This year, my family and I are experiencing the “Ultimate Omer,” as we eagerly anticipate the days until (God-willing) the arrival of a new baby. Our house is in a state of total chaos, as we near the completion of our craziest “nesting” idea yet, a full kitchen remodel, and make preparations for the newest member of our family. There are checklists to be made, car seats to be installed, baby clothes to be washed and organized, according to size. There are bassinets, highchairs, baby monitors, bouncers to be dragged out of garage storage, and hospital overnight bags to be packed. The list in my head goes on and on, with each day blending seamlessly into the next -- until we reach “go time” and everything we know as a family of three changes.
And yet in all of this craziness, my tradition requires me to count each passing day.
As Rabbi Joel Nickerson introduced a few weeks ago, right now we are in a period of time on the Jewish calendar called the Omer, when we are instructed to literally count our days. In our ancient ancestor’s agricultural cycle, this 49-day journey between Passover and the upcoming festival holiday of Shavuot marked the start of the barley harvest. In our spiritual narrative, it marked the time in which our predecessors moved from their liberation (Passover) to revelation (Shavuot) and the receiving of the 10 commandments at Mount Sinai.
In this week’s Torah portion, Emor, we find the exact commandment for this Omer counting: “You shall count from the eve of the second day of Pesach, when an Omer of grain is to be brought as an offering, seven complete weeks.” In order to count the Omer, this passage from Leviticus, commands us to take a moment each night to stand, recite a blessing, and verbally count the number of days and weeks until we reach Shavuot. A daily reminder to recognize the importance of our journey, and not just focus on the destination.
With our son Joey, it seemed much easier to count each passing day. We had pushed through almost five years of fertility struggles. From my very first positive test, each day was a precious milestone. Each week we climbed mountains together, and each successful trimester we ascended towards that holy due date, when I would finally receive my personal moment of revelation, the gift of motherhood. I took a picture each day marking the transition of time, the transformation of my miraculous God-given body, as it nurtured and grew the tiny collection of cells that would become my first baby. Every day was a precious part of the journey.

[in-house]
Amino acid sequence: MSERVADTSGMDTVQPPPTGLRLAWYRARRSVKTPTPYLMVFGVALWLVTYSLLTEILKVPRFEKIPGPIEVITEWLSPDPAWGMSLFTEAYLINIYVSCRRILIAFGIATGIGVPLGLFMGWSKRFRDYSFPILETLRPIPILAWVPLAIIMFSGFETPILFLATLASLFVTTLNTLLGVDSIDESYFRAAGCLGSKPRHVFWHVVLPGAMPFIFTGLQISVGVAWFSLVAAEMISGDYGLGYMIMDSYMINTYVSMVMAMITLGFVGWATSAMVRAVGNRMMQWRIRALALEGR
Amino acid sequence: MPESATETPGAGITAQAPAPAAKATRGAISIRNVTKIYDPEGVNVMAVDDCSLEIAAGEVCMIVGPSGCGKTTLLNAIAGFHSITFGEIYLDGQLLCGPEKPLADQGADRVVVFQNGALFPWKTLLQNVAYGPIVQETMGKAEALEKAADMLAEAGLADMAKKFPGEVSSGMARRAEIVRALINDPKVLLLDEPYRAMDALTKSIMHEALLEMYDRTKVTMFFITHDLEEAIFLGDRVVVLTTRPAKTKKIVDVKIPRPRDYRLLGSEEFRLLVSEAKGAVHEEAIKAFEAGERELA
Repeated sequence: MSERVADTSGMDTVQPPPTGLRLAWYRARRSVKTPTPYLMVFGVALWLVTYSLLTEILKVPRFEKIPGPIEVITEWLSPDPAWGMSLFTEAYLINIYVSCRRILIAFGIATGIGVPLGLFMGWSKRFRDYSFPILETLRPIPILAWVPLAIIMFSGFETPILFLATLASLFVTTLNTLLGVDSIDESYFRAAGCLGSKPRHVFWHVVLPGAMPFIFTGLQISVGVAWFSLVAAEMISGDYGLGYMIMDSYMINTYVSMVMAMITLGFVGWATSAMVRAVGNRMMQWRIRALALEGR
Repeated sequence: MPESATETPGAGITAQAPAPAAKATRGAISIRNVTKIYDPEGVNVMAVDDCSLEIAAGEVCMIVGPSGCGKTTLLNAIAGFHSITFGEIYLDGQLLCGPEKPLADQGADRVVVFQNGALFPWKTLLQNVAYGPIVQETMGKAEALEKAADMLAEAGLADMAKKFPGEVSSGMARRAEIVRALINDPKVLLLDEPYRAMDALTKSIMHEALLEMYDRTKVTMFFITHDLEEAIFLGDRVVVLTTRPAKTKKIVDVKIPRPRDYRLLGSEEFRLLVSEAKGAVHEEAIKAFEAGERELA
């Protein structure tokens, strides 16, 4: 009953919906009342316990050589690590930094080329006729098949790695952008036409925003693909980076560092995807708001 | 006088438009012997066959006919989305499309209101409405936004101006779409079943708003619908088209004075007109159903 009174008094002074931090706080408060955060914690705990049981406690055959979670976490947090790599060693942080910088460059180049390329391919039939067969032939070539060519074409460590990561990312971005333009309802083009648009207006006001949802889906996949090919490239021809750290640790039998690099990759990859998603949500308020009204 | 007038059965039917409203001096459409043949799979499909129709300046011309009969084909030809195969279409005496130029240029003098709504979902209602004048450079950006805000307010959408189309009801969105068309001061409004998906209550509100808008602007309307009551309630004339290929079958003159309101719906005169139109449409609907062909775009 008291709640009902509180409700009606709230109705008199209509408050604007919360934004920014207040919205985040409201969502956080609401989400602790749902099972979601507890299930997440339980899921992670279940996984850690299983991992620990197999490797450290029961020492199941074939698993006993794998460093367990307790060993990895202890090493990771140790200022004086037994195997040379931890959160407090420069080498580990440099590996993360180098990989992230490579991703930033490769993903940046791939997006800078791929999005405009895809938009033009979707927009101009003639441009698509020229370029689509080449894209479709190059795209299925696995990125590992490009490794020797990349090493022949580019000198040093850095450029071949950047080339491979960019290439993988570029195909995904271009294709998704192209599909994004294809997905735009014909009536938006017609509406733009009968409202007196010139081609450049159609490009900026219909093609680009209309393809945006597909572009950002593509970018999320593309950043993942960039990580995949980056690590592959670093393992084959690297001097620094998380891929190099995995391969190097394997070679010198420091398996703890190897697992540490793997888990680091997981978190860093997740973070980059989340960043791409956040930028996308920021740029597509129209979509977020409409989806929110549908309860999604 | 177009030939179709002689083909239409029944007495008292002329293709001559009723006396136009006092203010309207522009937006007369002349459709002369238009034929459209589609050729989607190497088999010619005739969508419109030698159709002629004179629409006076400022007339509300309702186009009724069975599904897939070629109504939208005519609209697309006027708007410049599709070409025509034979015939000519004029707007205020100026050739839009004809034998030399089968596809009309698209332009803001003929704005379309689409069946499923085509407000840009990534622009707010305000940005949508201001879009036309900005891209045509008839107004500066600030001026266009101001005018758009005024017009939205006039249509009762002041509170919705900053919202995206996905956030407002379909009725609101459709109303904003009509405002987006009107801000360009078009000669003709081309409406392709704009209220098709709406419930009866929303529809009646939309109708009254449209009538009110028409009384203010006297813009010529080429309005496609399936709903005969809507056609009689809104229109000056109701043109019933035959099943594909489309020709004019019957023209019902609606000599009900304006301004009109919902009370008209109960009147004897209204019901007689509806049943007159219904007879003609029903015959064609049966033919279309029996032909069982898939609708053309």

This time around, balancing work, a very active toddler, a new home, a kitchen remodel, and an ongoing pandemic, I often lost track of my days. This time around, there was no iPhone application alerting me to which vegetable or fruit size was in my womb. There were minimal pictures documenting my changing body. There was no baby shower to prepare for, no Amazon registry to obsess over each night, and no books to be read. The days, the weeks, the months just seemed to fly by…until recently a congregant asked how far along I was, and with a rather lengthy consulting of my Google calendar, realized I was 38 weeks pregnant.
My focus was solely placed on my destination -- my due date, and I had completely lost track of the journey it took to get there. I just simply stopped counting.
Luckily, when it comes to the 49-day count of the Omer, our tradition expects us to get lost, and to lose track of our days. The rabbis of the Talmud somehow knew we wouldn’t always recognize the tiny moments leading up to our personal moments of revelation: A new baby, a new job, a new home, a wedding, the first yahrtzeit, the beginning of a relationship, or the finalization of a divorce. In Jewish Halacha (law) there is a Teshuvah, a way to return or repair our missed counting. According to the Shulchan Aruch, which is the codification, or as I like to call it the “cliff notes” version of Jewish law, if you forget to count a day of the Omer, or even several days of the Omer, the mitzvah is not considered null and void. Rather each day stands on its own as a mitzvah, and you just pick up your counting from the place you left off. Continually moving forward in your journey.
So this Shabbat, as I sit down with my little family to light candles for what could possibly be our final Friday night as a trio, I will look around, take a deep breath, and remember to count:
Baruch ata Adonai Eloheinu Melekh ha’Olam asher kid’shanu b’mitzvotav v’tizivanu al sefirat ha’omer.
Blessed are you, Adonai our God, Sovereign of the Universe, who has sanctified us with your commandments and commanded us to count the Omer.
Today is twenty-eight days, which is four weeks of the Omer.
Or in my case –
Today marks 38 weeks + 5 days of my journey to becoming a mother of two.
Cantor Lisa Peicott